It is part of a larger effort by companies to eliminate benefits or eliminate the number of jobs that have benefits.  The irony is that the labor unions are the true fiscal conservatives, since the packages they have negotiated over the long term have emphasized saving and necessities over discretionary cash and spending.  The corporations, which falsely claim to be the conservatives, raised cash salaries during the 1990s in order to recruit young, highly skilled workers in the high tech industry.  At the same time benefits, which the young do not think about and sometimes do not understand, were systematically cut back.  The compensation structure offered by the phony conservatives promotes discretionary spending rather than ensuring medical care and a pension in old age.  We are in an era where the liberals are the real  conservatives and the conservatives are the wild rebels.

The attempt to weaken workers compensation is a part of this overall attack on benefits.

The availability of a settlement option produces the possibility of scams, as the injured worker may believe that a particular sum of money is a large amount and that he or she has had a windfall of wealth, but such individuals may have an incorrect perception in believing that a particular sum is a lot of money.   Furthermore, a private individual may end up with attorneys who are incompetent or unscrupulous.

What is lacking in this debate is the narrative.  Consider the hypothetical case of John Doe, who is a full time worker with an auto loan, a student loan and a modest amount of credit card debt.  Suddenly he has an accident at work and his whole life is turned upside down.  He files a claim for workers compensation.  What happens next?  How is the claim decided?  Under what circumstances would the idea of a settlement arise?  What is the process by which John Doe would be put in the situation of having to fight against an attempt to give him a settlement instead of a pension?  How would the long appeals drag out, as the labor council warns about?  Wouldn’t a decision be required from the state after a fixed number of days?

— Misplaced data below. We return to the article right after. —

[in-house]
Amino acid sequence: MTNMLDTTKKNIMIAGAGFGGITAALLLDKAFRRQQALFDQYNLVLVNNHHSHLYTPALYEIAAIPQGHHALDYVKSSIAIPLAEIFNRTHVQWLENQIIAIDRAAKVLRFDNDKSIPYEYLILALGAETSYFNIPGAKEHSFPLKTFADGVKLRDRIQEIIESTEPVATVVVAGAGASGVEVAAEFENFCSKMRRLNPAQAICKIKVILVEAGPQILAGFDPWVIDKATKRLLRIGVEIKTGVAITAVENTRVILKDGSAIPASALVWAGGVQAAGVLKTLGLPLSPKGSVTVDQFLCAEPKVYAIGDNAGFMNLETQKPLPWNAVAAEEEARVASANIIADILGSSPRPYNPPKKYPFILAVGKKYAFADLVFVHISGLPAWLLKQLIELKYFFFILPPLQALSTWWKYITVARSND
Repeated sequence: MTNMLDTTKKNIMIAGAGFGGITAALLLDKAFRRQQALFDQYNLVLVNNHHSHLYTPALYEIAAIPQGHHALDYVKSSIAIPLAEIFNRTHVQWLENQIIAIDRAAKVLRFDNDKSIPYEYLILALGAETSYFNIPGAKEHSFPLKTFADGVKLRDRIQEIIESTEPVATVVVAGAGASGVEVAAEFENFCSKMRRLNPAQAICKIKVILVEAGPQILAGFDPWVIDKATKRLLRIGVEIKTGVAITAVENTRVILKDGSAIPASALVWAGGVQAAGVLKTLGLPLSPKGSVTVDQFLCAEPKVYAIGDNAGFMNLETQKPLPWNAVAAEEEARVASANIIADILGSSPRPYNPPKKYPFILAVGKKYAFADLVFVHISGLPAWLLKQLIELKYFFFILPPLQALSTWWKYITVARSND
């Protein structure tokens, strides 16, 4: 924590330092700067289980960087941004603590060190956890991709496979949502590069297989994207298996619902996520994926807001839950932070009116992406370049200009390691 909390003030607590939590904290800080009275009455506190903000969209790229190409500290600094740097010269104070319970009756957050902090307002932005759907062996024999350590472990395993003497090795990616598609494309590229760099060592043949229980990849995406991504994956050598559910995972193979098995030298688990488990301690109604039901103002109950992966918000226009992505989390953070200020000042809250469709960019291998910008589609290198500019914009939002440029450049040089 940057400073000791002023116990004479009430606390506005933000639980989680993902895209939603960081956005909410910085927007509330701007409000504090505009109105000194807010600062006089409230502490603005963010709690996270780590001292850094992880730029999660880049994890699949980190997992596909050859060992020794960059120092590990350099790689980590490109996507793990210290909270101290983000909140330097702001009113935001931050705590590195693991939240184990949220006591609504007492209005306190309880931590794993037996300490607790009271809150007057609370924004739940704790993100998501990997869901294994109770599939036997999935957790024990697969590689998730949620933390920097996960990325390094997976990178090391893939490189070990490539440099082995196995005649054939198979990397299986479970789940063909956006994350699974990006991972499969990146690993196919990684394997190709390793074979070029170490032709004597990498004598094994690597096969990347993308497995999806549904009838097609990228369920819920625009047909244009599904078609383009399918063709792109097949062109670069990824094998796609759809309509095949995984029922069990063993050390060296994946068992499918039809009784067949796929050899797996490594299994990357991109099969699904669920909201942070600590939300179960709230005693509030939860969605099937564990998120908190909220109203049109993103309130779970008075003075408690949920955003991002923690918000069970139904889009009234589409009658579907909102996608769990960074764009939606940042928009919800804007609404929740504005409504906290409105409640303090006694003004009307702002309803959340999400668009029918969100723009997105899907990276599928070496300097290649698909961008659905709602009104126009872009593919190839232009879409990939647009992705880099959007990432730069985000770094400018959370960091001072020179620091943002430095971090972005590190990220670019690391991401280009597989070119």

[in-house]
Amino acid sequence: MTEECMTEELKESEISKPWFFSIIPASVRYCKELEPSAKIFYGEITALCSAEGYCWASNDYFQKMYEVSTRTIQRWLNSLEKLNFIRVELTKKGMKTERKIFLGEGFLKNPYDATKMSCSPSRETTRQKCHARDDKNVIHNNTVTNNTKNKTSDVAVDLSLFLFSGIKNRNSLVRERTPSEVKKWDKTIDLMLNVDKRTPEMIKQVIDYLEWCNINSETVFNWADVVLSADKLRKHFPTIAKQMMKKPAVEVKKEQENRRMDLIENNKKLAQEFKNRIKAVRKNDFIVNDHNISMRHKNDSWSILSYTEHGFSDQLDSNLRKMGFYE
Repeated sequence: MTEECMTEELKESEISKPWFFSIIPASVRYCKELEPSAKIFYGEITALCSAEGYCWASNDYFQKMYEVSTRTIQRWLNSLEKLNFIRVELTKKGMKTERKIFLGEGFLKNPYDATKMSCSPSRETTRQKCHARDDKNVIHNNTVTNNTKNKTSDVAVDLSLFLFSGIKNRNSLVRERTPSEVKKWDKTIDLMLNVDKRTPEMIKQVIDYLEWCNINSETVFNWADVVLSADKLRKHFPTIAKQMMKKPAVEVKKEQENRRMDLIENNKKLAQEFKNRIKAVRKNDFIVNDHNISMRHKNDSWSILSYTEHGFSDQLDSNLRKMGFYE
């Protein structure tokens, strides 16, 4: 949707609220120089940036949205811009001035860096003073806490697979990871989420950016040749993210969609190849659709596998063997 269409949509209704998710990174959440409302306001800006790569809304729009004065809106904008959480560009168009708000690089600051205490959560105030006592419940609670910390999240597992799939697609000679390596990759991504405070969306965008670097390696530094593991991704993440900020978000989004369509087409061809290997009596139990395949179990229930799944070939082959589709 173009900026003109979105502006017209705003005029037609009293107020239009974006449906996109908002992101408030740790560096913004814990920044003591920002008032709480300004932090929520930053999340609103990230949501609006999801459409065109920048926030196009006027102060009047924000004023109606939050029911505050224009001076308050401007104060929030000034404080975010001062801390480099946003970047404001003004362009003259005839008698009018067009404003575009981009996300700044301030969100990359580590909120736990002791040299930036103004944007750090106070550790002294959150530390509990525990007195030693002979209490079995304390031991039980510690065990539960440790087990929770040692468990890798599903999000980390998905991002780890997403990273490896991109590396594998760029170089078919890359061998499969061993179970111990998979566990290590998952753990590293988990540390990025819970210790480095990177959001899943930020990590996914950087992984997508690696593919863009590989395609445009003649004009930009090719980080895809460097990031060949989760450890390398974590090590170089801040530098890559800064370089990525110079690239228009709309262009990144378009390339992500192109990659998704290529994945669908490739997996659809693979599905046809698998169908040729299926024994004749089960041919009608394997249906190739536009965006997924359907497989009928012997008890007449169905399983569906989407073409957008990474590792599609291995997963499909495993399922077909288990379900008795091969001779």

If John Doe gets a settlement, do his creditors have the right to take it away?  Is the settlement really a means to make sure that the individual has a sum the creditors can go after, while Mr. Doe will be left with nothing?

This really shouldn’t be “about” whether unions are to blame for costs.
This should be “about” what happens to John Doe.

The Seattle PI article states that the long term pensions result in much of the cost of workers compensation.  It is surprising that there would be so many cases of people becoming so disabled that they cannot work, with workplace injury as the cause.  Controlling workplace injuries is not rocket science.  An organization that obtains a standards certification (such as ISO 9000 a decade ago) can create work spaces in which accidents are prevented.  Instead of blaming the costs on the unions, we should be asking why companies are cutting corners on safety and risking lawsuits and workplace compensation costs rather than putting the right preventive procedures in place to begin with.